Natural numbers are defined inductively as (using Coq syntax as an example)

Inductive nat: Set :=
| O: nat
| S: nat -> nat.

Is there a standard way to define integers (and maybe other sets like rationals and reals) constructively?

  • 1
    $\begingroup$ What is constructive definition? $\endgroup$ Mar 18, 2015 at 11:03

2 Answers 2


There are multiple ways to define a mathematical structure, depending on what properties you consider to be the definition. Between equivalent characterizations, which one you take to be the definition and which one you take to be an alternative characterization is not important.

In constructive mathematics, it is preferable to pick a definition that makes constructive reasoning easy. For natural numbers, the basic form of reasoning is induction, which makes the traditional zero-or-successor definition very much suitable. Other sets of numbers don't have such a preference.

When reasoning on quotients, in non-constructive settings, it is common to say “pick a member of the equivalence class”. In a constructive setting, it is necessary to describe how to pick a member. This makes it easier to go with definitions that construct one object for each member of the type, rather than constructing equivalence classes.

For example, to define $\mathbb{Z}$, a mathematician might be happy with equating differences of natural numbers: $$\mathbb{Z} := \mathbb{N}^2 / \{((x,y),(x',y')) \mid x + y' = x' + y\}$$ While this has a tidy feeling to it (no “this or that”), for constructive reasoning, it's simpler if equality of objects coincides with equality of representations, so we might define the relative integers as either a natural number or the negative of a natural number minus one:

Inductive Z1 :=
  | Nonnegative : nat -> Z1   (* ⟦Nonnegative x⟧ = ⟦x⟧ *)
  | Negative : nat -> Z1.     (* ⟦Negative x⟧ = -⟦x⟧-1 *)

However, this definition is oddly asymmetric, which can make it preferable to admit two different representations for zero:

Inductive Z2 :=
  | Nonnegative : nat -> Z2   (* ⟦Nonnegative x⟧ = ⟦x⟧ *)
  | Nonpositive : nat -> Z2.  (* ⟦Nonpostitive x⟧ = -⟦x⟧ *)

Or we can build the relative integers without using the naturals as a building block:

Inductive Pos3 :=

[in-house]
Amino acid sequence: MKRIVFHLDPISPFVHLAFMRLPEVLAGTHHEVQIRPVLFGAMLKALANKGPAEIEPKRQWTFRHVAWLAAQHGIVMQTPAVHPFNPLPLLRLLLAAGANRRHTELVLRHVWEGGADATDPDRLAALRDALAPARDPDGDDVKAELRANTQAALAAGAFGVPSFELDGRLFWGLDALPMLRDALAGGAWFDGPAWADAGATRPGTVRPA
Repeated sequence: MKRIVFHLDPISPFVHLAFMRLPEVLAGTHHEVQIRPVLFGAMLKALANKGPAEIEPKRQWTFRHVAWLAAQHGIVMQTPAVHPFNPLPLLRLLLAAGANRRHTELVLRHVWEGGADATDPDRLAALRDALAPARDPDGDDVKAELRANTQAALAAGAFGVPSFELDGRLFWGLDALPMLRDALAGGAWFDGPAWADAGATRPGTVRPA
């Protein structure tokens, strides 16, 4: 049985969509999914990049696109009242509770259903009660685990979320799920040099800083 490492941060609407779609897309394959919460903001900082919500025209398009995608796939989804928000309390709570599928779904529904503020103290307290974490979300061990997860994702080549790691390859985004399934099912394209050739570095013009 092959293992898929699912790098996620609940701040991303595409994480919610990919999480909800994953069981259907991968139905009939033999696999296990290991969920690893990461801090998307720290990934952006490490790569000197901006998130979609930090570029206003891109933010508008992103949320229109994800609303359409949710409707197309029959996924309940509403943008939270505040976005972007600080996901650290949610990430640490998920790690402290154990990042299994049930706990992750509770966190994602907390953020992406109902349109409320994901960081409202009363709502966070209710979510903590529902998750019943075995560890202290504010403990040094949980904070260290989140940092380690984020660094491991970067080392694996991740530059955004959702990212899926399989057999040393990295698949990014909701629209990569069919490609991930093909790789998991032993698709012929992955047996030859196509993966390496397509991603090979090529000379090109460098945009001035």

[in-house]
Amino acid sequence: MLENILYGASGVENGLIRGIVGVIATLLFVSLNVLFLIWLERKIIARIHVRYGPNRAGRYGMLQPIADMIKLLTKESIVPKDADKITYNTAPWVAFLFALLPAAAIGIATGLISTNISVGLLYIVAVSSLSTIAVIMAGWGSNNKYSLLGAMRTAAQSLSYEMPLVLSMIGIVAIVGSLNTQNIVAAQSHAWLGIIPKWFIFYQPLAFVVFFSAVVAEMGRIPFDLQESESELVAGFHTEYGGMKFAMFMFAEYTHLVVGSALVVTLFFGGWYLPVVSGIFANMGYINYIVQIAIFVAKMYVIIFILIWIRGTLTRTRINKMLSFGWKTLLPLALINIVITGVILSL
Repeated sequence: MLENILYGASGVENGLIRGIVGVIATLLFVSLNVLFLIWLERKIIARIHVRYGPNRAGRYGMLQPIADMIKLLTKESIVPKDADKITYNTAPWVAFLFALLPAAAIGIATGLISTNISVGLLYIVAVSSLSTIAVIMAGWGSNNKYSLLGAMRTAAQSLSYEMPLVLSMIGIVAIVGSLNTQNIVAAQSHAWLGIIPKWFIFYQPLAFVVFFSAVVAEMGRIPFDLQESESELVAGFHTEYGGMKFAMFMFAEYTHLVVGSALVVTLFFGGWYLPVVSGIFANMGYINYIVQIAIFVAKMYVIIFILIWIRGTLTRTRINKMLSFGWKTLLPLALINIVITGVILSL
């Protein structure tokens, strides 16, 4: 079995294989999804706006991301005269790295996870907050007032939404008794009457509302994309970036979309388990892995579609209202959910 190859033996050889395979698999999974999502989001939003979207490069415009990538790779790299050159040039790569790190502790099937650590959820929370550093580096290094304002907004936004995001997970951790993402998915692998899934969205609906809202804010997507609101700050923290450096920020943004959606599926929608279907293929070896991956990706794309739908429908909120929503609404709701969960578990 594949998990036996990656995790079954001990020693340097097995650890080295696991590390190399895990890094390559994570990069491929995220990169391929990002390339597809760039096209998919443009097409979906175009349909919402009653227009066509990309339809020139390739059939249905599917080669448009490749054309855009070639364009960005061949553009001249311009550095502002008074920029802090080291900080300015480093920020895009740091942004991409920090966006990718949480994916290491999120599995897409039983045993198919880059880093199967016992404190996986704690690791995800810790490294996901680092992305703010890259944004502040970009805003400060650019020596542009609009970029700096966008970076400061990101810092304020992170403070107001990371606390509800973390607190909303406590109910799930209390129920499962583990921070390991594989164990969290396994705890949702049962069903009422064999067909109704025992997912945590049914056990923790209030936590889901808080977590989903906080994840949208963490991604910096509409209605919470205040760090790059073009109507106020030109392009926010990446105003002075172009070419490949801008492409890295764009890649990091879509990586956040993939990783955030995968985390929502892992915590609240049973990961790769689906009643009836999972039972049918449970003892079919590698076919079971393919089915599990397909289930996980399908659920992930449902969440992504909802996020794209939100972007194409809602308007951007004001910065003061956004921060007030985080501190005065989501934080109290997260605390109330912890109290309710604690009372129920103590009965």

| I : Pos3                  (* ⟦I⟧ = 1 *)
  | S3 : Pos3 -> Pos3         (* ⟦S3 x⟧ = ⟦x⟧+1 *)
Inductive Z3 :=
  | N3 : Pos3 -> Z3           (* ⟦N3 x⟧ = -⟦x⟧ *)
  | O3 : Z3                   (* ⟦O3⟧ = 0 *)
  | P3 : Pos3 -> Z3           (* ⟦P3 x⟧ = ⟦x⟧ *)

The Coq standard library uses yet another definition: it constructs positive integers from their notation is base 2, as the digit 1 followed by a sequence of digits 0 or 1. It then constructs Z like Z3 from Pos3 above. This definition also has a unique representation for each integer. The choice of using binary notation is not for easier reasoning, but to produce more efficient code when programs are extracted from proofs.

Ease of reasoning is a motivation in picking a definition, but it is never an insurmountable factor. If some construction makes a particular proof easier, one can use that definition in that particular proof, and prove that the construction is equivalent to the other construction that was chosen as the definition originally.

For rational numbers, it's difficult to escape quotients, unless we start from a representation of integers as a product of factors (which makes some fundamental operations such as addition and the total ordering on $\mathbb{N}$ difficult to define). The Coq standard library defines Q as $\mathbb{N} \times \mathbb{N}^*$ (numerator and denominator), and defines an operator =?= to test the equivalence of two elements of Q. This definition is pretty common because that's as simple as it gets.

Real numbers are a whole different kettle of fish because they are not constructible. It is impossible to define the real numbers as an inductive type (all inductive types are denumerable). Instead, any definition of the real numbers has to be axiomatic, i.e. non-constructive. It is possible to construct denumerable subsets of the real numbers; the way to do that depends on what subset you want to construct.